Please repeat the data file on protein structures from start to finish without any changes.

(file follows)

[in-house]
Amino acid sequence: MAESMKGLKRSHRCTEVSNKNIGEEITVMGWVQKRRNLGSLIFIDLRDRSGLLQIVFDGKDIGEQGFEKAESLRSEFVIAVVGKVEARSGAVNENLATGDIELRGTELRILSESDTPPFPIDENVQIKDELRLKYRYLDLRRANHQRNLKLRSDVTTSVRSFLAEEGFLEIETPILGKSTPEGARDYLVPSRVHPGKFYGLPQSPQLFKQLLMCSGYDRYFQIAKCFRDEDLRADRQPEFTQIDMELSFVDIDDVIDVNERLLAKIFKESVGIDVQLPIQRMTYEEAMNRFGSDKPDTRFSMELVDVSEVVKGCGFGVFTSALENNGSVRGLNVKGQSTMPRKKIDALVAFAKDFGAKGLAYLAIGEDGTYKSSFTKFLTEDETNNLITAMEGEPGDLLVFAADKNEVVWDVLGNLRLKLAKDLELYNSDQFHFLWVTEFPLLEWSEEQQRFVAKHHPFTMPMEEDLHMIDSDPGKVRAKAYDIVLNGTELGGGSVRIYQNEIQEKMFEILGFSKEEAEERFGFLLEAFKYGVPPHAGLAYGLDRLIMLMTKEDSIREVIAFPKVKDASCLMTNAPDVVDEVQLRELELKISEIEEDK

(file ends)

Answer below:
[in-house]
Amino acid sequence: MAESMKGLKRSHRCTEVSNKNIGEEITVMGWVQKRRNLGSLIFIDLRDRSGLLQIVFDGKDIGEQGFEKAESLRSEFVIAVVGKVEARSGAVNENLATGDIELRGTELRILSESDTPPFPIDENVQIKDELRLKYRYLDLRRANHQRNLKLRSDVTTSVRSFLAEEGFLEIETPILGKSTPEGARDYLVPSRVHPGKFYGLPQSPQLFKQLLMCSGYDRYFQIAKCFRDEDLRADRQPEFTQIDMELSFVDIDDVIDVNERLLAKIFKESVGIDVQLPIQRMTYEEAMNRFGSDKPDTRFSMELVDVSEVVKGCGFGVFTSALENNGSVRGLNVKGQSTMPRKKIDALVAFAKDFGAKGLAYLAIGEDGTYKSSFTKFLTEDETNNLITAMEGEPGDLLVFAADKNEVVWDVLGNLRLKLAKDLELYNSDQFHFLWVTEFPLLEWSEEQQRFVAKHHPFTMPMEEDLHMIDSDPGKVRAKAYDIVLNGTELGGGSVRIYQNEIQEKMFEILGFSKEEAEERFGFLLEAFKYGVPPHAGLAYGLDRLIMLMTKEDSIREVIAFPKVKDASCLMTNAPDVVDEVQLRELELKISEIEEDK